"This government will say anything they can get away with in this matter, and do as little as possible in the meantime."

McGuinty responded by suggesting Tory call Prime Minister Stephen Harper to help convince his federal cousin to help the province pay some of the Caledonia costs.

Well, if Caledonia is still occupied by this time next year, perhaps with the help of the Ontario electorate John Tory will be in a position to do exactly that.

* * * *

Update: Great Q & A with Jim Prentice and the Spectator.

U Happy?

Liberal leadership candidate Scott Brison must not be overjoyed that the words "Income Trust" are back in the news. The whole thing probably dredges up some rather unpleasant memories.

Ralph Goodale
had floated this idea back in the fall of 2005, but the process was so full of apparent leaks that it ended up dead in the water.

Last night Jim Flaherty announced that the government will impose a tax on income trust distributions. The move took the investment community completely by surprise and underlines the advantage of running a tight ship (don't you love the nautical metaphor?). Otherwise we would have seen the same chaos that happened under the Liberal government.

The Income Trust gravy train had to end (o.k. changing metaphors here):

In an unexpected news conference, Finance Minister Jim Flaherty said he was forced to act due to the "growing trend of corporate tax avoidance" -- an estimated $70-billion in new trusts coming to market this year alone.

"We were faced with a situation where Canada was moving to an income trust economy. Is that a good thing for Canada? No," he said.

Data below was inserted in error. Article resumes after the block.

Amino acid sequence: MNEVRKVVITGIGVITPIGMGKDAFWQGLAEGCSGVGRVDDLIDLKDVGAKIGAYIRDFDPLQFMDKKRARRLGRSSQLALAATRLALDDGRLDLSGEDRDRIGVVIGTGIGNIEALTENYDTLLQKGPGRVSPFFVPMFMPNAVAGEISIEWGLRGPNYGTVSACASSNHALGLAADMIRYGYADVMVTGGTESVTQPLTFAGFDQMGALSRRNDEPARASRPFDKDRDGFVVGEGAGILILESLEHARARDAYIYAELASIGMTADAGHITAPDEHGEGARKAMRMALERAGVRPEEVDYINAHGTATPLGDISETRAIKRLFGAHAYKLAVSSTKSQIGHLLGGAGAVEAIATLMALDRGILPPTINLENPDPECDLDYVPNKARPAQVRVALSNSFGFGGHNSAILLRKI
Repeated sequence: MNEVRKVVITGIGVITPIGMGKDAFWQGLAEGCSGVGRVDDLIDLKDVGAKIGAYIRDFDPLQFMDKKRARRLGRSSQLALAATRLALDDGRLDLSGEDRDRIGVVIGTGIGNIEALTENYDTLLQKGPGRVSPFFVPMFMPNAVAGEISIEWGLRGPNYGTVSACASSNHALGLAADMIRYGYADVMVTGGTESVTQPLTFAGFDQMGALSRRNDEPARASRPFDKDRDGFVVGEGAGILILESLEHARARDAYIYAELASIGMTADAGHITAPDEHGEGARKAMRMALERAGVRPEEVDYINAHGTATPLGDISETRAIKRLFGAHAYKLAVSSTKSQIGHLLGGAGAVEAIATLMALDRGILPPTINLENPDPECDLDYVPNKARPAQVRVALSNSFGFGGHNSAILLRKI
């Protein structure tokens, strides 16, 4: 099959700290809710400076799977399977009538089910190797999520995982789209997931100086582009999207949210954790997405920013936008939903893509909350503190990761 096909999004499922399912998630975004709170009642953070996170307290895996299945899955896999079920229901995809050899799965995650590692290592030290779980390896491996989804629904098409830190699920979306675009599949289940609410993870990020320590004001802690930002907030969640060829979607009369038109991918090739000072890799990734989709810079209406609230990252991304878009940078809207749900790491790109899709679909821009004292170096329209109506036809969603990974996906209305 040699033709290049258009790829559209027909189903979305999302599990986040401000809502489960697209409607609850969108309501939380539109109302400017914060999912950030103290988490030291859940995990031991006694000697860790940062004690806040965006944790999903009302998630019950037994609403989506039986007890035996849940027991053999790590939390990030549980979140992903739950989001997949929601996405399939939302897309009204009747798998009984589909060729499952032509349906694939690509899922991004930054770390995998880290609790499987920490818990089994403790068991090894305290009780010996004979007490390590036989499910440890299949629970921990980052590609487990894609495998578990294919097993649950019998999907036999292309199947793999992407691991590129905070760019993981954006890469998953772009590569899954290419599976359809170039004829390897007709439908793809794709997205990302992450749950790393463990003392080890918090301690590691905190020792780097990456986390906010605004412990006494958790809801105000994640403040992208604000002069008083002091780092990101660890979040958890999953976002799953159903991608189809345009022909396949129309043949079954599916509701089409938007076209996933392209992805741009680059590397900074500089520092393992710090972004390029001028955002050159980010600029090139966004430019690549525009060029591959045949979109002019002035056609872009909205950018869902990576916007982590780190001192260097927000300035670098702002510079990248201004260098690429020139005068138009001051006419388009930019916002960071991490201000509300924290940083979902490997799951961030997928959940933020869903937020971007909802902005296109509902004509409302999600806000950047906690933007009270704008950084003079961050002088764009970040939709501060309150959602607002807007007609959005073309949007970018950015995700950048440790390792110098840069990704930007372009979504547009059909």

"If corporations don't pay their share of taxes, this tax burden will shift on to the shoulders of hard-working individuals and families. This is simply not fair."

In order to mitigate the effect on retired investors, a number of provisions have been included; notably Garth Turner's suggestion of income-splitting for seniors.

Garth has been championing this cause for some time now, but was seemingly not taken seriously until he was thrown off the caucus-train and into an Indie seat.

My guess is that Finance Minister Flaherty has been ruminating on this corporate tax hemorrhage for some time, and Garth's idea seemed like a serendipitous answer to the problem of how to placate seniors.

But whatever happened, I am very pleased.

And if I asked Garth how he is feeling this morning, my guess is that he'd reply (to borrow a phrase from Scotty's bank buddy):

"I can't express my joy properly."

* * * *

More at Choice for Childcare - "Government to allow split pension income".
Musings of the Technical Bard - "Taxing Trusts"
Kitchener Conservative - "Question for CP - Can we blame income trust on the BT's?".
Political Staples - "Income splitting".

Update: CTV - Liberals lambaste Tories over income trusts. Well, that was predictable.

Very interesting read here by Linda Leatherdale - "Tories targeting trusts". The fundamental flaw with income trusts is exposed.